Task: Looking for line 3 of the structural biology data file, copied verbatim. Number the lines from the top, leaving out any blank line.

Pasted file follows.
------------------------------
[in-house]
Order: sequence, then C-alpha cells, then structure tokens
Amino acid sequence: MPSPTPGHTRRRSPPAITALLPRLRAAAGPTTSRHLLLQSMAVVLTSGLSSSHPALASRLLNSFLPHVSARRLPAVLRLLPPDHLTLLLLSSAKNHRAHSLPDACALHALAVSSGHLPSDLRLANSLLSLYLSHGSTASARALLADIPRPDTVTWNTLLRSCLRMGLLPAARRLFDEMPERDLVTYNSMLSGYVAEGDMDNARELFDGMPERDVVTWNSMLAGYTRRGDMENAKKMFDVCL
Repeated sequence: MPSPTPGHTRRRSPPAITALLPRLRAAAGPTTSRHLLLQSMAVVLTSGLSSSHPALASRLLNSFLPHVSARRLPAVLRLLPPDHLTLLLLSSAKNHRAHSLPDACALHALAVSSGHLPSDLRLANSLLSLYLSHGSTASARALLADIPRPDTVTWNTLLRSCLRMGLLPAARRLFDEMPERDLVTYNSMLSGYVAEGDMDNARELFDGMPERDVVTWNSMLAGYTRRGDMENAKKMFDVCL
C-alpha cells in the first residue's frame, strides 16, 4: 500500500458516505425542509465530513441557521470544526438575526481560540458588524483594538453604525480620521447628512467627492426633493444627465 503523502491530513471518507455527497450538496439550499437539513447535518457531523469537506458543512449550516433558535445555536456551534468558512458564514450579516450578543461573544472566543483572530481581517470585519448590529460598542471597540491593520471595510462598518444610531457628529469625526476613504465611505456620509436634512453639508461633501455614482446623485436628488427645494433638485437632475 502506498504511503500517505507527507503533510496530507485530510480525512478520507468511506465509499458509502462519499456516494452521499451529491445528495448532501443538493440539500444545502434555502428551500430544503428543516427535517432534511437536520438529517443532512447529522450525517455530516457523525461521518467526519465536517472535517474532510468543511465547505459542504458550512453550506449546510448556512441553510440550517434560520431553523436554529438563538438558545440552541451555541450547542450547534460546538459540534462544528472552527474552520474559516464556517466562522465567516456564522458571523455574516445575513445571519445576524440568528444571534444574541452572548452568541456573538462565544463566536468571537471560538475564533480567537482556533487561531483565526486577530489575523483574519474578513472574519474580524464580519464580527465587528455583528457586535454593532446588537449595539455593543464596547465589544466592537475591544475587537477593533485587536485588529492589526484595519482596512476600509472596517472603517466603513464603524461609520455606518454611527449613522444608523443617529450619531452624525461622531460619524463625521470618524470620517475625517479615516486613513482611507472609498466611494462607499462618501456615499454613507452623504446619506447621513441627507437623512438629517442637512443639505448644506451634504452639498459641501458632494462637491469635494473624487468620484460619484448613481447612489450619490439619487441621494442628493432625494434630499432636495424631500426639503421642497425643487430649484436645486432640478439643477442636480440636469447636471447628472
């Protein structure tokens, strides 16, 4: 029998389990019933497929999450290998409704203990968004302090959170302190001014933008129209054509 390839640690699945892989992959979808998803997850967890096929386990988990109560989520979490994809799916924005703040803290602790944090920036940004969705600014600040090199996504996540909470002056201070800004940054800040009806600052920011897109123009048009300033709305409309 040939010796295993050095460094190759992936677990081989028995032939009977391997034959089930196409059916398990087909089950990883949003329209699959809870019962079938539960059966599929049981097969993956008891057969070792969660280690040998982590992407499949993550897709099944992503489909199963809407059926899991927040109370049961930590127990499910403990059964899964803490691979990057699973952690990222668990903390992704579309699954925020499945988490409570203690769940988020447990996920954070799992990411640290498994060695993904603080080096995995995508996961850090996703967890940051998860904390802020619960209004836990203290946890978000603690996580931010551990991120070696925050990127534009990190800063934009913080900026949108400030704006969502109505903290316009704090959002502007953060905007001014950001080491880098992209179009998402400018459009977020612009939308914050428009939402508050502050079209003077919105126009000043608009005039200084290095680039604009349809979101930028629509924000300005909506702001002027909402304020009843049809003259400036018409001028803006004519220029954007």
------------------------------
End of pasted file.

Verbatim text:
Amino acid sequence: MPSPTPGHTRRRSPPAITALLPRLRAAAGPTTSRHLLLQSMAVVLTSGLSSSHPALASRLLNSFLPHVSARRLPAVLRLLPPDHLTLLLLSSAKNHRAHSLPDACALHALAVSSGHLPSDLRLANSLLSLYLSHGSTASARALLADIPRPDTVTWNTLLRSCLRMGLLPAARRLFDEMPERDLVTYNSMLSGYVAEGDMDNARELFDGMPERDVVTWNSMLAGYTRRGDMENAKKMFDVCL